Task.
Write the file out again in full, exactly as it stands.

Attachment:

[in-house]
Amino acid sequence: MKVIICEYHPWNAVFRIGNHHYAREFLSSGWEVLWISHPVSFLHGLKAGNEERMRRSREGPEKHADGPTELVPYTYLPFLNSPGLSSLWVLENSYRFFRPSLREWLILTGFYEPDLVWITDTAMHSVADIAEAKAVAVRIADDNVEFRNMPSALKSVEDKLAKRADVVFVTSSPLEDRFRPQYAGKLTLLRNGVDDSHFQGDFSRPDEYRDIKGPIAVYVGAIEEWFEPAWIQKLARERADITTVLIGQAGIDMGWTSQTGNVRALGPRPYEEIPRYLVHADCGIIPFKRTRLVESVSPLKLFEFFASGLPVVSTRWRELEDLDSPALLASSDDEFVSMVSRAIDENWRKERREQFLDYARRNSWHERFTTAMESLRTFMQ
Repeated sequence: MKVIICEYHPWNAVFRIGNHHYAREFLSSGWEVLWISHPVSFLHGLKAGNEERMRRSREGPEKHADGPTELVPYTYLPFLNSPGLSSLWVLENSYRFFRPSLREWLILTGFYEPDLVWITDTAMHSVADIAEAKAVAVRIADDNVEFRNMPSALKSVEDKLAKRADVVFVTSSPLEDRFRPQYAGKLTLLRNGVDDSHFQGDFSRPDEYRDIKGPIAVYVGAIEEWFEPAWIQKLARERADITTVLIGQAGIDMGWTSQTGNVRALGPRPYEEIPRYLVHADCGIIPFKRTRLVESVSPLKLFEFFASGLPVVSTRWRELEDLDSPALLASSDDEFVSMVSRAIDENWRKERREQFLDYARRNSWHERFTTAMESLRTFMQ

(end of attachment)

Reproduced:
[in-house]
Amino acid sequence: MKVIICEYHPWNAVFRIGNHHYAREFLSSGWEVLWISHPVSFLHGLKAGNEERMRRSREGPEKHADGPTELVPYTYLPFLNSPGLSSLWVLENSYRFFRPSLREWLILTGFYEPDLVWITDTAMHSVADIAEAKAVAVRIADDNVEFRNMPSALKSVEDKLAKRADVVFVTSSPLEDRFRPQYAGKLTLLRNGVDDSHFQGDFSRPDEYRDIKGPIAVYVGAIEEWFEPAWIQKLARERADITTVLIGQAGIDMGWTSQTGNVRALGPRPYEEIPRYLVHADCGIIPFKRTRLVESVSPLKLFEFFASGLPVVSTRWRELEDLDSPALLASSDDEFVSMVSRAIDENWRKERREQFLDYARRNSWHERFTTAMESLRTFMQ
Repeated sequence: MKVIICEYHPWNAVFRIGNHHYAREFLSSGWEVLWISHPVSFLHGLKAGNEERMRRSREGPEKHADGPTELVPYTYLPFLNSPGLSSLWVLENSYRFFRPSLREWLILTGFYEPDLVWITDTAMHSVADIAEAKAVAVRIADDNVEFRNMPSALKSVEDKLAKRADVVFVTSSPLEDRFRPQYAGKLTLLRNGVDDSHFQGDFSRPDEYRDIKGPIAVYVGAIEEWFEPAWIQKLARERADITTVLIGQAGIDMGWTSQTGNVRALGPRPYEEIPRYLVHADCGIIPFKRTRLVESVSPLKLFEFFASGLPVVSTRWRELEDLDSPALLASSDDEFVSMVSRAIDENWRKERREQFLDYARRNSWHERFTTAMESLRTFMQ